Kaitagians (Khaidak people) (self-name - darg. Khaidakyan , plural - khaidakanti ) - subethnos of Dargins  . The number of over 25 thousand people. (2010, estimate)  .
|Modern self-name||haidakan (ti)|
|Abundance and area|
|In total: over 25,000 people.|
|Religion||Sunni Islam .|
|Included in||Nakh-Dagestan group|
|Related peoples||dargins and kubachintsy|
They live mainly on the territory of the Kaitag region , partly on the plain and in the cities ( Makhachkala , Derbent , Izberbash , etc.). In 1944, part of the Kaitagans was resettled in Chechnya, from where it later moved to the north of Dagestan.
They speak the Kaitag language of the Dargin branch of the Nakh-Dagestan family , the Dargin literary language  and the Russian language are also widespread. Believers - Muslims - Sunnis .
In the fourteenth and mid-nineteenth centuries, they entered the Kaitag Utsmii  , which was one of the princely possessions in Dagestan with the ruler of Utsmii (from the word uzi - brother in Kaitag). Utsmi military and political forces were Upper Kita and Dargin free societies Utsmi-Dargo, Akusha-Dargo, Kaba-Dargo, Burkun Dargo, Muira, Gapsh, Sirkha, Surgi and Usmiy, valuing their loyalty, sent a newborn son to them, where women put it to the chest ( atalism ). In this way, Utsmiy cemented a political alliance with the free societies of the Upper Dargo, having relatives with them. The capital of Kaitag Utsmii is Kala-Koreish (Utsmii mausoleum), later - Urkarah and Majalis , the residence in Bashly . Traditionally, the upper Uzden Kaitag Utsmi-Dargo was distinguished, and the lower one - Rayatsky, Terkeme, Bashly, Yangikent   . Since the 1860s - in the Kaitago-Tabasaran district of the Dagestan region . Islam has spread since the 14th century. According to the 1926 census, Kaitagans numbered 14.4 thousand people. Starting from the 1939 census, they are counted as part of the Dargins  .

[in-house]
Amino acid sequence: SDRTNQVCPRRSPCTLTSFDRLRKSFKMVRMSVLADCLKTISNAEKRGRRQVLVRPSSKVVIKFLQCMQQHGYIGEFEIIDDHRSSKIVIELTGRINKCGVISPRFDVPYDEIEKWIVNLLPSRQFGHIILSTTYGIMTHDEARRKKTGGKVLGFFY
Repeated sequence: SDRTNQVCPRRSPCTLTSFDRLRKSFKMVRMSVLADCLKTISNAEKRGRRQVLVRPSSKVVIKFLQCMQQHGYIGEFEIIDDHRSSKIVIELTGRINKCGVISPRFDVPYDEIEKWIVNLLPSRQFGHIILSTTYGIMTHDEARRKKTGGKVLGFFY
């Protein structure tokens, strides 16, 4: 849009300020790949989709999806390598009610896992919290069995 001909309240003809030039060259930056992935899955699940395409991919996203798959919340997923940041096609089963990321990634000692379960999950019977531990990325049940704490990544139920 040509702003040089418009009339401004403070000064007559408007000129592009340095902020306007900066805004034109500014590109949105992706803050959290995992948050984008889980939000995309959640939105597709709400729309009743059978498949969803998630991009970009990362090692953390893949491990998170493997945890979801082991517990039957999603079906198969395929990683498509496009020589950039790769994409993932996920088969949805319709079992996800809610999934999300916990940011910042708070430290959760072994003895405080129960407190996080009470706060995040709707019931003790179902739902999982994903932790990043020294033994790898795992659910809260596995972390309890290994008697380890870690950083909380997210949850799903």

The neighboring peoples are known by the names:
- khaidakalar - among the Kumyks,
- haidakyanti - at tabasaran,
- jugyar , kaytagyar - in Lezghins.